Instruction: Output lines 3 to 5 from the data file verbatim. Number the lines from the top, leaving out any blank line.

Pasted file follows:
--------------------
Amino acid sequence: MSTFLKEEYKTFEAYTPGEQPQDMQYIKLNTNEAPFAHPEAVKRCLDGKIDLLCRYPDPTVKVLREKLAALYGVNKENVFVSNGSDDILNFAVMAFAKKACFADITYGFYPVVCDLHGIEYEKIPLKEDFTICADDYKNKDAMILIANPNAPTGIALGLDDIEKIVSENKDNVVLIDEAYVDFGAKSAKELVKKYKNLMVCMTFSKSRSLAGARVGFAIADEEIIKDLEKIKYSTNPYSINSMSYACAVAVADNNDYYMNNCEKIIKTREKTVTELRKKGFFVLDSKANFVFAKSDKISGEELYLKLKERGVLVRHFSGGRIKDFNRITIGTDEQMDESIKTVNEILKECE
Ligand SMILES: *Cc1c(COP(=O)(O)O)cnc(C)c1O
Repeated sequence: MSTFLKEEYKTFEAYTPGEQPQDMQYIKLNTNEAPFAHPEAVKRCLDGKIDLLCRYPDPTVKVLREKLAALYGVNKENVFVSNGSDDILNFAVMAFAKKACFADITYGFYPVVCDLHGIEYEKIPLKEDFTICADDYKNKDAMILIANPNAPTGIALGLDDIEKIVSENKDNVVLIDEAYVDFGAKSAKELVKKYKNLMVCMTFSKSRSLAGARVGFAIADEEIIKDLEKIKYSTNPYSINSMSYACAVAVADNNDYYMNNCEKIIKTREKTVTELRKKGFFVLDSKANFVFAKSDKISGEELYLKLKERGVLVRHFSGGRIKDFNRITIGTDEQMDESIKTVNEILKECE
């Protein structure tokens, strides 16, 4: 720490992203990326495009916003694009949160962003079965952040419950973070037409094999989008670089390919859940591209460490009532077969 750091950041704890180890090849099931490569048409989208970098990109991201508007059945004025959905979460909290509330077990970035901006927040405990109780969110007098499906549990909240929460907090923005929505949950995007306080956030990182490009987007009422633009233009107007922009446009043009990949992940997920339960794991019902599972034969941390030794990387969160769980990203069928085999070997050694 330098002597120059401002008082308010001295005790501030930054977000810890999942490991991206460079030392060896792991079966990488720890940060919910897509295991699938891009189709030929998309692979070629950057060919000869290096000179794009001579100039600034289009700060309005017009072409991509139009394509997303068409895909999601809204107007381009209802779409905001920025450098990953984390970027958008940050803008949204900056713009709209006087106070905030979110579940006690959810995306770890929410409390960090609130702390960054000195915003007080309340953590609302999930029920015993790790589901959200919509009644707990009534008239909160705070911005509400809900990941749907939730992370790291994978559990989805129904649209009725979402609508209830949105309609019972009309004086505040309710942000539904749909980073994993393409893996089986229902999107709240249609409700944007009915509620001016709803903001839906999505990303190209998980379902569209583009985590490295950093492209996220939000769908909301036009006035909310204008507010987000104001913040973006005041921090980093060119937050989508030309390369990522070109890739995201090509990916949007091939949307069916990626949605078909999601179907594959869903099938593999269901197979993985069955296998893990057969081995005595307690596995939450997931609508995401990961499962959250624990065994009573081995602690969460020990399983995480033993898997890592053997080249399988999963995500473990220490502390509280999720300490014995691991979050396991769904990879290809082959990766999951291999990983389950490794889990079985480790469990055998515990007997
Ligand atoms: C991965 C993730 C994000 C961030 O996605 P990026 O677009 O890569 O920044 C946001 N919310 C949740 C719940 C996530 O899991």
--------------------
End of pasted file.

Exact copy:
Repeated sequence: MSTFLKEEYKTFEAYTPGEQPQDMQYIKLNTNEAPFAHPEAVKRCLDGKIDLLCRYPDPTVKVLREKLAALYGVNKENVFVSNGSDDILNFAVMAFAKKACFADITYGFYPVVCDLHGIEYEKIPLKEDFTICADDYKNKDAMILIANPNAPTGIALGLDDIEKIVSENKDNVVLIDEAYVDFGAKSAKELVKKYKNLMVCMTFSKSRSLAGARVGFAIADEEIIKDLEKIKYSTNPYSINSMSYACAVAVADNNDYYMNNCEKIIKTREKTVTELRKKGFFVLDSKANFVFAKSDKISGEELYLKLKERGVLVRHFSGGRIKDFNRITIGTDEQMDESIKTVNEILKECE
């Protein structure tokens, strides 16, 4: 720490992203990326495009916003694009949160962003079965952040419950973070037409094999989008670089390919859940591209460490009532077969 750091950041704890180890090849099931490569048409989208970098990109991201508007059945004025959905979460909290509330077990970035901006927040405990109780969110007098499906549990909240929460907090923005929505949950995007306080956030990182490009987007009422633009233009107007922009446009043009990949992940997920339960794991019902599972034969941390030794990387969160769980990203069928085999070997050694 330098002597120059401002008082308010001295005790501030930054977000810890999942490991991206460079030392060896792991079966990488720890940060919910897509295991699938891009189709030929998309692979070629950057060919000869290096000179794009001579100039600034289009700060309005017009072409991509139009394509997303068409895909999601809204107007381009209802779409905001920025450098990953984390970027958008940050803008949204900056713009709209006087106070905030979110579940006690959810995306770890929410409390960090609130702390960054000195915003007080309340953590609302999930029920015993790790589901959200919509009644707990009534008239909160705070911005509400809900990941749907939730992370790291994978559990989805129904649209009725979402609508209830949105309609019972009309004086505040309710942000539904749909980073994993393409893996089986229902999107709240249609409700944007009915509620001016709803903001839906999505990303190209998980379902569209583009985590490295950093492209996220939000769908909301036009006035909310204008507010987000104001913040973006005041921090980093060119937050989508030309390369990522070109890739995201090509990916949007091939949307069916990626949605078909999601179907594959869903099938593999269901197979993985069955296998893990057969081995005595307690596995939450997931609508995401990961499962959250624990065994009573081995602690969460020990399983995480033993898997890592053997080249399988999963995500473990220490502390509280999720300490014995691991979050396991769904990879290809082959990766999951291999990983389950490794889990079985480790469990055998515990007997
Ligand atoms: C991965 C993730 C994000 C961030 O996605 P990026 O677009 O890569 O920044 C946001 N919310 C949740 C719940 C996530 O899991």